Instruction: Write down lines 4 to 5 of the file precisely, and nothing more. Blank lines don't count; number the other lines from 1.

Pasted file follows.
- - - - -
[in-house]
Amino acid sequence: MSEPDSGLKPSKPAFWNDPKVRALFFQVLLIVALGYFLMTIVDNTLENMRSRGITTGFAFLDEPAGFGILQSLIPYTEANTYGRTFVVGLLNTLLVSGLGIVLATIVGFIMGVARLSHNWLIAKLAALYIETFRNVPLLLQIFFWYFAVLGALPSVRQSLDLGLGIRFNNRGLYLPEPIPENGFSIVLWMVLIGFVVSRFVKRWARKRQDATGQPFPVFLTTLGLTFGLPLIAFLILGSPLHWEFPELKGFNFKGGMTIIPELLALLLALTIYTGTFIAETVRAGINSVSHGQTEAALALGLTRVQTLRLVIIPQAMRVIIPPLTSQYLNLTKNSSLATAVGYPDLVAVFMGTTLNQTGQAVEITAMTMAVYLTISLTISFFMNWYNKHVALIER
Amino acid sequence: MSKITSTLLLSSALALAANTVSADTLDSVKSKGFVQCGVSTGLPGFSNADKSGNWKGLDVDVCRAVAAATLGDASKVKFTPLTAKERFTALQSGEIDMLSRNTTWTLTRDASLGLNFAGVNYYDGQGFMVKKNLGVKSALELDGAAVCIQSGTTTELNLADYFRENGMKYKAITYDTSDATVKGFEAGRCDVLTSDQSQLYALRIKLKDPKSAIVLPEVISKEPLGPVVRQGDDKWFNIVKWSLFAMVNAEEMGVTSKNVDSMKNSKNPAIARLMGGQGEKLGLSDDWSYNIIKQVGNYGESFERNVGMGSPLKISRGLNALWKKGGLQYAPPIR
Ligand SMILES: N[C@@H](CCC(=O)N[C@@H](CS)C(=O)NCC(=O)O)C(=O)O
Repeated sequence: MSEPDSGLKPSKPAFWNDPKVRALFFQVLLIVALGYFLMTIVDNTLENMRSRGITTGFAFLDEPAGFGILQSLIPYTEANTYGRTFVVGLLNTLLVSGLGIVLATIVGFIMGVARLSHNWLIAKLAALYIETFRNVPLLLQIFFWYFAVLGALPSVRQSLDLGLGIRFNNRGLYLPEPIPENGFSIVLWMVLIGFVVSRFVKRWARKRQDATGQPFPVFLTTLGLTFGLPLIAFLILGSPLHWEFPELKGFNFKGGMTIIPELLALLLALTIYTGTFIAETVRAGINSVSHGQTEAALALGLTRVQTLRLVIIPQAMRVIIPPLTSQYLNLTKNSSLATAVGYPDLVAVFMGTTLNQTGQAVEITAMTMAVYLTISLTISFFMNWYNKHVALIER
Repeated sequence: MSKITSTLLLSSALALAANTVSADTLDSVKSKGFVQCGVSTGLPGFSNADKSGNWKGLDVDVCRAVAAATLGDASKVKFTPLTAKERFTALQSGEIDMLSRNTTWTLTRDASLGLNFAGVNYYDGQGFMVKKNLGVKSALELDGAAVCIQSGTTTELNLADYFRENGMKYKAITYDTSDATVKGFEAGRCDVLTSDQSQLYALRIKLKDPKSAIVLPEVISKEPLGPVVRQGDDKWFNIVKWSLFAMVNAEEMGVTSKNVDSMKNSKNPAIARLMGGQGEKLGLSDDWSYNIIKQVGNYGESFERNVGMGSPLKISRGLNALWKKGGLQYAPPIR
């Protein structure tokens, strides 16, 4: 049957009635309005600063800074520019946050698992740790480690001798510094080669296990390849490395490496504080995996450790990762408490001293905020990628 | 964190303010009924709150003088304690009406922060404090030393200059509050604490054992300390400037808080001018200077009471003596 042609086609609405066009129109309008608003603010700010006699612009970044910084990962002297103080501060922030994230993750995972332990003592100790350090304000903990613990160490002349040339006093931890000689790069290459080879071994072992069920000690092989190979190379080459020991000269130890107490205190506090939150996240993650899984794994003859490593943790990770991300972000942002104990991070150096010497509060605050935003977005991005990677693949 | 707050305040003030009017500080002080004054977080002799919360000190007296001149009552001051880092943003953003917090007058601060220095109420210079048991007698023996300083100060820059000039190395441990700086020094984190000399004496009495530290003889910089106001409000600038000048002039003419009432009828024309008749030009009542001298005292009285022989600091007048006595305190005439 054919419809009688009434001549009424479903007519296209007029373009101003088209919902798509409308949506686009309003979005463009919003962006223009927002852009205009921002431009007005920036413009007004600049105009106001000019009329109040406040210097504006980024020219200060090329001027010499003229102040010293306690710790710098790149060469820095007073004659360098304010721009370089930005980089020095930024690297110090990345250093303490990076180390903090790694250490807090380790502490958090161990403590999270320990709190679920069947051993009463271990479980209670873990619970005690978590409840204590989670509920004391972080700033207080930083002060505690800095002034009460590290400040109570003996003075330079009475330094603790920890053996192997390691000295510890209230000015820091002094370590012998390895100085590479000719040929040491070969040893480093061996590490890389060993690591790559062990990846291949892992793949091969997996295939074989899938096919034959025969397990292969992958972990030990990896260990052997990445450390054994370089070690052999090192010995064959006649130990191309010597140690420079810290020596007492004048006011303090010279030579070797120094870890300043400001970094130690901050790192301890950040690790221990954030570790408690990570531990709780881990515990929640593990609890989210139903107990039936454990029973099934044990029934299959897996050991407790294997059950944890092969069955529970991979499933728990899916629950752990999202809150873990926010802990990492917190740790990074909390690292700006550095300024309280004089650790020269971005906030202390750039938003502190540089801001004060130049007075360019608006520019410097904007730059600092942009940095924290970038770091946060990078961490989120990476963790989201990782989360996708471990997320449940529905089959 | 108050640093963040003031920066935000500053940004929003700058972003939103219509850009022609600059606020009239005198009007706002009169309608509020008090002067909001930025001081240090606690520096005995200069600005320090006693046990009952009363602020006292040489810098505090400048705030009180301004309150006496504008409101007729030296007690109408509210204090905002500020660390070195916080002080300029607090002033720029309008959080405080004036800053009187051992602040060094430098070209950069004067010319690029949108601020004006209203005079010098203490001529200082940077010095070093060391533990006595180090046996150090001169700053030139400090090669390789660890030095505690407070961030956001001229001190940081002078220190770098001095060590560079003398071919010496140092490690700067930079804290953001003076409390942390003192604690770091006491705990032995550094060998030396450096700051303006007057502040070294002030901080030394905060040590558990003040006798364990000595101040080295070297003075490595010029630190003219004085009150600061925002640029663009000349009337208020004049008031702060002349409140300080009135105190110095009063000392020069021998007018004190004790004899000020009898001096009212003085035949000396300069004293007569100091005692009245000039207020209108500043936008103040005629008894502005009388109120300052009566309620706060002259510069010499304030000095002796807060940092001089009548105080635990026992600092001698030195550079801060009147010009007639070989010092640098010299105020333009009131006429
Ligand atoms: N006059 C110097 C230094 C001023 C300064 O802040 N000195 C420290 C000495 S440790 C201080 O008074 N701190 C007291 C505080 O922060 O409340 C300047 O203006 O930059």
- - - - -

Ligand SMILES: N[C@@H](CCC(=O)N[C@@H](CS)C(=O)NCC(=O)O)C(=O)O
Repeated sequence: MSEPDSGLKPSKPAFWNDPKVRALFFQVLLIVALGYFLMTIVDNTLENMRSRGITTGFAFLDEPAGFGILQSLIPYTEANTYGRTFVVGLLNTLLVSGLGIVLATIVGFIMGVARLSHNWLIAKLAALYIETFRNVPLLLQIFFWYFAVLGALPSVRQSLDLGLGIRFNNRGLYLPEPIPENGFSIVLWMVLIGFVVSRFVKRWARKRQDATGQPFPVFLTTLGLTFGLPLIAFLILGSPLHWEFPELKGFNFKGGMTIIPELLALLLALTIYTGTFIAETVRAGINSVSHGQTEAALALGLTRVQTLRLVIIPQAMRVIIPPLTSQYLNLTKNSSLATAVGYPDLVAVFMGTTLNQTGQAVEITAMTMAVYLTISLTISFFMNWYNKHVALIER